➊  Investing is more successful when you plan ahead
True. Similar to planning a trip, buying a home, or looking after our health — the key to successful investing is having the right information, a well-constructed plan, and the right advice.

Your investment advisor doesn’t need to know your personal information
False. Your advisor will ask about your financial goals and your current circumstances, including how long you intend to leave your money invested and whether you are, or are not, comfortable taking risks. Are you willing to accept lower rates of return to ensure your money is safe? Or are you looking for significant growth in your money, and willing to see your holdings drop in the short-term if it gives you a better chance of earning higher returns over time?  Your answers to questions like these are important and will affect the recommendations that your financial advisor gives to you.

Before signing up with a financial advisor, you can check whether that person and the firm are properly licensed and registered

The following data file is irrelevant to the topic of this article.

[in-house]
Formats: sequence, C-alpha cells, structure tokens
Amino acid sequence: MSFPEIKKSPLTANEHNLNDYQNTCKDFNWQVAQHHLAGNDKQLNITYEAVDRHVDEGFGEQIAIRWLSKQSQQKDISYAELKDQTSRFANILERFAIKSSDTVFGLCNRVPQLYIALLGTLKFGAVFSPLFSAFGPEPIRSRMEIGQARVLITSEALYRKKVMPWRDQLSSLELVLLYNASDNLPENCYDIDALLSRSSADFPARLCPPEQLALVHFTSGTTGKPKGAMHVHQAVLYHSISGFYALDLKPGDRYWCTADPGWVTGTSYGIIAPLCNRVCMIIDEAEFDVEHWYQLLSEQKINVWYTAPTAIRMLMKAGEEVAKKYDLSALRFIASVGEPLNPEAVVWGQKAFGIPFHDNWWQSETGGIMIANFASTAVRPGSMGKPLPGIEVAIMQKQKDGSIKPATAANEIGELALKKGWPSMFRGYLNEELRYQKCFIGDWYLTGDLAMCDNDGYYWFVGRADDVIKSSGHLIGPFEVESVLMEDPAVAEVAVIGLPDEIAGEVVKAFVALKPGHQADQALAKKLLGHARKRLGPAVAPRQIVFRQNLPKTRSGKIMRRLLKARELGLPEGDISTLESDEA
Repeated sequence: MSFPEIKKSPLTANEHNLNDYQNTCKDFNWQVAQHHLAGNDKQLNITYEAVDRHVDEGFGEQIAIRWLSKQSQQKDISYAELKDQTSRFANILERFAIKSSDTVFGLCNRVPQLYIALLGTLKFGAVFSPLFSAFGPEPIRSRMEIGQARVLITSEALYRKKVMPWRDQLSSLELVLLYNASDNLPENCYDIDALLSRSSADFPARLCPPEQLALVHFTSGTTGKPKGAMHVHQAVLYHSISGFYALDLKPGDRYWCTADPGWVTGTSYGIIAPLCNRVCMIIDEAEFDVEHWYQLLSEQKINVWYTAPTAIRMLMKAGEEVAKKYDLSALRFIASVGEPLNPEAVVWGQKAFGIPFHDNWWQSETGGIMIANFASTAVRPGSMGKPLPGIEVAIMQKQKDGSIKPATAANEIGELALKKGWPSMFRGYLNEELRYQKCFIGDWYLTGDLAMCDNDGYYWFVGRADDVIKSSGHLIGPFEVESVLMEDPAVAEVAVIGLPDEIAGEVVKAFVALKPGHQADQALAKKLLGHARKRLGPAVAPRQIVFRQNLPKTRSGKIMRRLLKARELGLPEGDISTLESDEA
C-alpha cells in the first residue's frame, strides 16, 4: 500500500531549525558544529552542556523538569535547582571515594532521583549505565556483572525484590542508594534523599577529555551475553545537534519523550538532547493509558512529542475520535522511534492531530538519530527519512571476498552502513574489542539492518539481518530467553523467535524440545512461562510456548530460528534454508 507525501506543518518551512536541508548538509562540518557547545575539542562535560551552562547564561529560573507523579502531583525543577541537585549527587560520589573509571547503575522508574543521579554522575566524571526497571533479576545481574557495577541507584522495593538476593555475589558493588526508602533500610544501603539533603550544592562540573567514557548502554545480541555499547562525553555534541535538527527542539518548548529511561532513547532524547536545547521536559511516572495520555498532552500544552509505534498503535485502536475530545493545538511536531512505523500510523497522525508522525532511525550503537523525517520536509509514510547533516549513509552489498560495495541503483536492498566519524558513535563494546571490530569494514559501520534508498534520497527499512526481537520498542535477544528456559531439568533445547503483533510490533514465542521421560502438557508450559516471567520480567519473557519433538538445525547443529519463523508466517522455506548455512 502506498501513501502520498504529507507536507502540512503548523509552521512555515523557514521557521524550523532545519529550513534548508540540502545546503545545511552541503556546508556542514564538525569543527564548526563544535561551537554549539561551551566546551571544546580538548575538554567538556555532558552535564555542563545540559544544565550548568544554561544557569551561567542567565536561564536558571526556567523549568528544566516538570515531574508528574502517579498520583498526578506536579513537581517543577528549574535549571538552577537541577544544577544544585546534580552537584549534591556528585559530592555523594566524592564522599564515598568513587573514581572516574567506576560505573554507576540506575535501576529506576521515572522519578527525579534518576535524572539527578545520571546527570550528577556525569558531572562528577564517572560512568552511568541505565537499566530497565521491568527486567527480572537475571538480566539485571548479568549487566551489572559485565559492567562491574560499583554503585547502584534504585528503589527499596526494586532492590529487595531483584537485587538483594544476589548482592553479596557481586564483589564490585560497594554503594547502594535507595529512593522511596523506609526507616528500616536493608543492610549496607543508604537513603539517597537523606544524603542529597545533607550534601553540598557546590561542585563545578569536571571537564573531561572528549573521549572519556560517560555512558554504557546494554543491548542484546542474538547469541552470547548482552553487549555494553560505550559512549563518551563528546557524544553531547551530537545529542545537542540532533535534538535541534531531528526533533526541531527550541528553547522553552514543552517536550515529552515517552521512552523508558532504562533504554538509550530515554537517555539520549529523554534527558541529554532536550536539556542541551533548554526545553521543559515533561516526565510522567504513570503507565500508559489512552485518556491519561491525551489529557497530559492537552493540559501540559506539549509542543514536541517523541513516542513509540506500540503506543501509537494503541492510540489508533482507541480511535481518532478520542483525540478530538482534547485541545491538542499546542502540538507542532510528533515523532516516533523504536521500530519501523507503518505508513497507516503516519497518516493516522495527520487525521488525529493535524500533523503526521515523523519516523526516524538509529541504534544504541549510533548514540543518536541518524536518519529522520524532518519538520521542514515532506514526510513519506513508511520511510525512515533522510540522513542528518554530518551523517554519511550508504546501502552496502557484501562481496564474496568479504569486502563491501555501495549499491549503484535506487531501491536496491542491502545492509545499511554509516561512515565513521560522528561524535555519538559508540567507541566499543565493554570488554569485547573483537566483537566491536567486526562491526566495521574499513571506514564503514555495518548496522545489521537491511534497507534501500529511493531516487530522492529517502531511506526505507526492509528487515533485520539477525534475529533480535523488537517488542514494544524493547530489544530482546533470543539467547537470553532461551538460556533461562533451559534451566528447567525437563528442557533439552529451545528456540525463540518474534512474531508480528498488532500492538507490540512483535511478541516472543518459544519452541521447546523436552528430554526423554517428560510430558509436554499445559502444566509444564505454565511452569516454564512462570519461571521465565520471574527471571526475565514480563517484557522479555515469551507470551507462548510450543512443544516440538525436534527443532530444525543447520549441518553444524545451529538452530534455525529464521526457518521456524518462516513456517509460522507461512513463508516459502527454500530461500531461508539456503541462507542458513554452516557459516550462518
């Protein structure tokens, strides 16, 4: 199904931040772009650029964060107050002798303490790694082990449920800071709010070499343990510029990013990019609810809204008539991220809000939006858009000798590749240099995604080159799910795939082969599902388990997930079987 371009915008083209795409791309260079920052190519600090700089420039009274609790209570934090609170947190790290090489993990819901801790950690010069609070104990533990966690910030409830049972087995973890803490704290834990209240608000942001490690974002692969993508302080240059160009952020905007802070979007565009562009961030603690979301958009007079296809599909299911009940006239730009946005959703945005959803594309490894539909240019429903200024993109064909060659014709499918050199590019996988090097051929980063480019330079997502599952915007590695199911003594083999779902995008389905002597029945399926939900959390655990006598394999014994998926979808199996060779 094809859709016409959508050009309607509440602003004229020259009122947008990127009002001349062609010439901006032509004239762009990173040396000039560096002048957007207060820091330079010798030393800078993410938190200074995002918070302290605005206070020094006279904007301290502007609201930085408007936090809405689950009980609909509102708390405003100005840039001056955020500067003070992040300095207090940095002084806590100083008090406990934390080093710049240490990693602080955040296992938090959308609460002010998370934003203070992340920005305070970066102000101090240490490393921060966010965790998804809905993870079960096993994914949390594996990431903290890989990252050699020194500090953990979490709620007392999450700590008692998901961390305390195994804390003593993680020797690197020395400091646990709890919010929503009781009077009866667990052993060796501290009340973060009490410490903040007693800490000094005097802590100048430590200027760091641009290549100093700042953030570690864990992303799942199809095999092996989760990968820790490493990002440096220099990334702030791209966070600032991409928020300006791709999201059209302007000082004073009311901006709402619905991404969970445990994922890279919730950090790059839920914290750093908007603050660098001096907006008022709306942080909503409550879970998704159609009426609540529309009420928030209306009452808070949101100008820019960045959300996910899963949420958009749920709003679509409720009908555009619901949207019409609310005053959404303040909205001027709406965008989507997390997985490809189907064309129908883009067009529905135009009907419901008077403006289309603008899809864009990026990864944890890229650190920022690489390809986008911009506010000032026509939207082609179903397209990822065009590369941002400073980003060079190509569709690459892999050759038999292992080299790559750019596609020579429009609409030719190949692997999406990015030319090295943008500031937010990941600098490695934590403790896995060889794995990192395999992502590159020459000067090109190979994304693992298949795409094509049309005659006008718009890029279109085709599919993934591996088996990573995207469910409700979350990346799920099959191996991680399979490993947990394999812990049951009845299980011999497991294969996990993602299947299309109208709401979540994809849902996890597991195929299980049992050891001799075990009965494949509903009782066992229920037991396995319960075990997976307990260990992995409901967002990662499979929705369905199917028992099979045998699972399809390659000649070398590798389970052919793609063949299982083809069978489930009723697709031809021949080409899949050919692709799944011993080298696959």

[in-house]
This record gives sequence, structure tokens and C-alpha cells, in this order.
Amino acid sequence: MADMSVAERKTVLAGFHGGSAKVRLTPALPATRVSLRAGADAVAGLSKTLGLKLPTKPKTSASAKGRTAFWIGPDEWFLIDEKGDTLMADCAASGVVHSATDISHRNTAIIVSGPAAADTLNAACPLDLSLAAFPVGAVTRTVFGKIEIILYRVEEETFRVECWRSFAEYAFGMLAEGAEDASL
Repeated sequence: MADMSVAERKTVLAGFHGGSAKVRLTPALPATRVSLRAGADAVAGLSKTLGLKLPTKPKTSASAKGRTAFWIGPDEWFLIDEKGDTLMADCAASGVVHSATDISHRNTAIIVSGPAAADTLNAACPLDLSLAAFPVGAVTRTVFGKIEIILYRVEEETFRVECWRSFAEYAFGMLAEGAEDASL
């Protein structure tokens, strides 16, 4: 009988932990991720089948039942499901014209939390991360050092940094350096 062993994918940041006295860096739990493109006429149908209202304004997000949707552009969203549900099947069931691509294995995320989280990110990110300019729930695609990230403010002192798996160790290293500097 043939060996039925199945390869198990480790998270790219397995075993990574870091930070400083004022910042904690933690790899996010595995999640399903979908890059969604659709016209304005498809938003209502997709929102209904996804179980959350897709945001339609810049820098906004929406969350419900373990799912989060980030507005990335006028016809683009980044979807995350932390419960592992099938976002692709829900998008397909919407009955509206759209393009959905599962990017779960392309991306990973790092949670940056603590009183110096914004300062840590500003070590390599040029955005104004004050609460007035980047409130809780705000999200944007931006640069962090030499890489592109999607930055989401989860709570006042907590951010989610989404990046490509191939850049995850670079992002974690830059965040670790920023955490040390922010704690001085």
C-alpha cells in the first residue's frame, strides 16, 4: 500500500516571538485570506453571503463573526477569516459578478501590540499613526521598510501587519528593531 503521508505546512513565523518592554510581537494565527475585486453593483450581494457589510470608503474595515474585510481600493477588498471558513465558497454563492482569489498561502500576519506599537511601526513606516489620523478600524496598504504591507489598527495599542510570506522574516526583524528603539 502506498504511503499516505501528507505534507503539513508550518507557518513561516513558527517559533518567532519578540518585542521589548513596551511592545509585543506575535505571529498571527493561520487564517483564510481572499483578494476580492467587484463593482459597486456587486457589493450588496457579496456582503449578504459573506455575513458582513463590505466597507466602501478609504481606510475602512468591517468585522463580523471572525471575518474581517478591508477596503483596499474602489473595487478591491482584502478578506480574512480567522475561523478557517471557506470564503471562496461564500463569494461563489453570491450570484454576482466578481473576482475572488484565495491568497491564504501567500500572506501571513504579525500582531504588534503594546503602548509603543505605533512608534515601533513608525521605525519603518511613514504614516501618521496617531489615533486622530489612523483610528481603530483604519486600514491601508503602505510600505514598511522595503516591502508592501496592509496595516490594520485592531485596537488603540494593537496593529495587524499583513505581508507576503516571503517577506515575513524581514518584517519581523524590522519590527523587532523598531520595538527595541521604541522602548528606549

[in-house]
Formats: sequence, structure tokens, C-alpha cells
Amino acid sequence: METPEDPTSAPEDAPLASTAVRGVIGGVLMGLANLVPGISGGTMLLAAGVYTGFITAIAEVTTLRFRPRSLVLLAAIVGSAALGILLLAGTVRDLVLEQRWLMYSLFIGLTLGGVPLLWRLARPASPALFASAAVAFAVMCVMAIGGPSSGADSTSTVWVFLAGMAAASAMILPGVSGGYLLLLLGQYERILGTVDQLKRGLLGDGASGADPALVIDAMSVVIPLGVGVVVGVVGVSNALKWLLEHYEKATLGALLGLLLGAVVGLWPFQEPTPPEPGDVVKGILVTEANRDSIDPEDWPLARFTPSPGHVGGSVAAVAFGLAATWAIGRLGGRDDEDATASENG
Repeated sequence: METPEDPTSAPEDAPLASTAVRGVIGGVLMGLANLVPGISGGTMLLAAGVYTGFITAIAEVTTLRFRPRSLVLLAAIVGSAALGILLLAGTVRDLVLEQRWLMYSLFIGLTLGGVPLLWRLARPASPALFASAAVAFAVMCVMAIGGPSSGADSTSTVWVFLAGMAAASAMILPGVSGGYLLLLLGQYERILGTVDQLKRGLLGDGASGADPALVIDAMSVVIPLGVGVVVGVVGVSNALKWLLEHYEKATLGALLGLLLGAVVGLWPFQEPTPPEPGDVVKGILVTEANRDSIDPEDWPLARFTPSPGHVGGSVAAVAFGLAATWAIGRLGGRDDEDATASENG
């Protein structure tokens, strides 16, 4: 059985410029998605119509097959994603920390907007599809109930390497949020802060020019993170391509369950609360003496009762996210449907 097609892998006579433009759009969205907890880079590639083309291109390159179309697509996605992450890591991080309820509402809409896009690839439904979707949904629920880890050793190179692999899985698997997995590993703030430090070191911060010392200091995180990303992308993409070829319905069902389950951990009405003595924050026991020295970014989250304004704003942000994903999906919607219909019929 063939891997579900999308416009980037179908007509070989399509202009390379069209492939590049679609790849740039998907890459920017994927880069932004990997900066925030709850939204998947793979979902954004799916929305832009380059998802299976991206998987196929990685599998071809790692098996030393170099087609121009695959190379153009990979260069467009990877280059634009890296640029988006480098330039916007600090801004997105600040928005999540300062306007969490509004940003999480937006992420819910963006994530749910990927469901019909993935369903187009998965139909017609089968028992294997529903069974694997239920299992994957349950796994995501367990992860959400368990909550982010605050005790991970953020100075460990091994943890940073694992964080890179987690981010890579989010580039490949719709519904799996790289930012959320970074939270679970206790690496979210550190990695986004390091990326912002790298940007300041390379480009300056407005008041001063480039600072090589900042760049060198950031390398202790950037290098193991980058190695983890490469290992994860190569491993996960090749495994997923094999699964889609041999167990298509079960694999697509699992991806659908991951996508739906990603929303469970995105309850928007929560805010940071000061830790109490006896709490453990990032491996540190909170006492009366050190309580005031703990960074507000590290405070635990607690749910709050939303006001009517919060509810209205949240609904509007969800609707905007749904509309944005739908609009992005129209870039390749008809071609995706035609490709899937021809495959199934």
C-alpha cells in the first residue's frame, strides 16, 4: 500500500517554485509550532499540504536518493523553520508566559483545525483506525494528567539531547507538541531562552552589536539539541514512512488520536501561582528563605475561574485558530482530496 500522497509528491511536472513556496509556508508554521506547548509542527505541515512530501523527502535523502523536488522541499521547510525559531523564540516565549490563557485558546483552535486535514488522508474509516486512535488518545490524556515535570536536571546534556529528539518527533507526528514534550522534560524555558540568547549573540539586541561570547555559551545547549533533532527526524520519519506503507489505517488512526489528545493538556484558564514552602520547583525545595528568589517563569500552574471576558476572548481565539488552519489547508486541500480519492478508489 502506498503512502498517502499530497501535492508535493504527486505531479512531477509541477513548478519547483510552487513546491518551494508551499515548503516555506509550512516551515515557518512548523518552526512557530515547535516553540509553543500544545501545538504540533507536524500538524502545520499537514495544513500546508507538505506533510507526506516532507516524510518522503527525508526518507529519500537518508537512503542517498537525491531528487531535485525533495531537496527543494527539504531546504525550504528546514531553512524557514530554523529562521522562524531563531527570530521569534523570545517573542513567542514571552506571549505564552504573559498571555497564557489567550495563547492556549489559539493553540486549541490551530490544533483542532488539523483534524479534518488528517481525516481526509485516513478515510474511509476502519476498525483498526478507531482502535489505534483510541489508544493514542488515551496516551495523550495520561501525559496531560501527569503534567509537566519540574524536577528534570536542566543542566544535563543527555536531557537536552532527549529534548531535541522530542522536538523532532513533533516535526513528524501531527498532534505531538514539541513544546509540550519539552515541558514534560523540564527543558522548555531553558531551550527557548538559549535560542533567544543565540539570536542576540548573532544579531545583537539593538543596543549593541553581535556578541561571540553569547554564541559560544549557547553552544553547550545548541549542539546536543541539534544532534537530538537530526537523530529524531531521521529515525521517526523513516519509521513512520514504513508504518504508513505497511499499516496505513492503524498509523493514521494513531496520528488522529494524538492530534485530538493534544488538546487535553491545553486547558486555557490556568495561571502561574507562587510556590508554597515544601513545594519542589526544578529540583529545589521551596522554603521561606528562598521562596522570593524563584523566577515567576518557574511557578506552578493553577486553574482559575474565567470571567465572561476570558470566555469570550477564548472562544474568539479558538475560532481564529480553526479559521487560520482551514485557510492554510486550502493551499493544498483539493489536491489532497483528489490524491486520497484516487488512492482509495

True. You can see who is registered and check whether they have ever been disciplined by visiting the Registration and the Enforcement webpages of the Canadian Securities Administrators (www.securities-administrators.ca). This is an important step to take when choosing a financial advisor, even if the person is recommended by a trusted friend, family member, or colleague.

Your financial advisor can be a helpful coach
True. Just as a personal trainer can help you build muscles, your financial advisor can help you grow your money to achieve your financial goals. Your goal could be as simple as meeting monthly expenses without relying on credit, saving for your child’s education, or for your retirement. Building a strong, open, and honest relationship with your financial coach can help you find the discipline to stay on course.

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